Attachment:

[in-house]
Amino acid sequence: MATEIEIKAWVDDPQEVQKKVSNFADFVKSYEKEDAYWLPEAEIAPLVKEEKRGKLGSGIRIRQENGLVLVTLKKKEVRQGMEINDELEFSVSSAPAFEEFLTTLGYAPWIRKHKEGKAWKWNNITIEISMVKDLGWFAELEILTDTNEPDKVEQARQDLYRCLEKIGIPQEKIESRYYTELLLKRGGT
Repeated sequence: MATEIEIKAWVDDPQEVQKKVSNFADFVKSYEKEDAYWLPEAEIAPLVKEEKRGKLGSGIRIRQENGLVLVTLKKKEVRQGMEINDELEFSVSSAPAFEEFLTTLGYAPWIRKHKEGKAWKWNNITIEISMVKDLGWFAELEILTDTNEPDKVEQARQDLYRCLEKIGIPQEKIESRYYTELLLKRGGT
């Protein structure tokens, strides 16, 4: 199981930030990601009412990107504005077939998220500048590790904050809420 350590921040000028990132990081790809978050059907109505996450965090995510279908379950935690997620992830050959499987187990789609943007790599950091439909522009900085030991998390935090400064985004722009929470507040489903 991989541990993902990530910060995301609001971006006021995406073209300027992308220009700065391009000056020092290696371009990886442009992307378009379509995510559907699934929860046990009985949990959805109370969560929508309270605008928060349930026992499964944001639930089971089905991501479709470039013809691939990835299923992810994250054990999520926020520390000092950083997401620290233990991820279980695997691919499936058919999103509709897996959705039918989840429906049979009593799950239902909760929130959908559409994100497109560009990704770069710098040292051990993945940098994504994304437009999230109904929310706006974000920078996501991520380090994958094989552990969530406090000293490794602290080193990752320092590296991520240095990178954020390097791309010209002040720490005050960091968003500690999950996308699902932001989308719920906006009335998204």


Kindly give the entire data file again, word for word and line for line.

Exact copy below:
[in-house]
Amino acid sequence: MATEIEIKAWVDDPQEVQKKVSNFADFVKSYEKEDAYWLPEAEIAPLVKEEKRGKLGSGIRIRQENGLVLVTLKKKEVRQGMEINDELEFSVSSAPAFEEFLTTLGYAPWIRKHKEGKAWKWNNITIEISMVKDLGWFAELEILTDTNEPDKVEQARQDLYRCLEKIGIPQEKIESRYYTELLLKRGGT
Repeated sequence: MATEIEIKAWVDDPQEVQKKVSNFADFVKSYEKEDAYWLPEAEIAPLVKEEKRGKLGSGIRIRQENGLVLVTLKKKEVRQGMEINDELEFSVSSAPAFEEFLTTLGYAPWIRKHKEGKAWKWNNITIEISMVKDLGWFAELEILTDTNEPDKVEQARQDLYRCLEKIGIPQEKIESRYYTELLLKRGGT
């Protein structure tokens, strides 16, 4: 199981930030990601009412990107504005077939998220500048590790904050809420 350590921040000028990132990081790809978050059907109505996450965090995510279908379950935690997620992830050959499987187990789609943007790599950091439909522009900085030991998390935090400064985004722009929470507040489903 991989541990993902990530910060995301609001971006006021995406073209300027992308220009700065391009000056020092290696371009990886442009992307378009379509995510559907699934929860046990009985949990959805109370969560929508309270605008928060349930026992499964944001639930089971089905991501479709470039013809691939990835299923992810994250054990999520926020520390000092950083997401620290233990991820279980695997691919499936058919999103509709897996959705039918989840429906049979009593799950239902909760929130959908559409994100497109560009990704770069710098040292051990993945940098994504994304437009999230109904929310706006974000920078996501991520380090994958094989552990969530406090000293490794602290080193990752320092590296991520240095990178954020390097791309010209002040720490005050960091968003500690999950996308699902932001989308719920906006009335998204």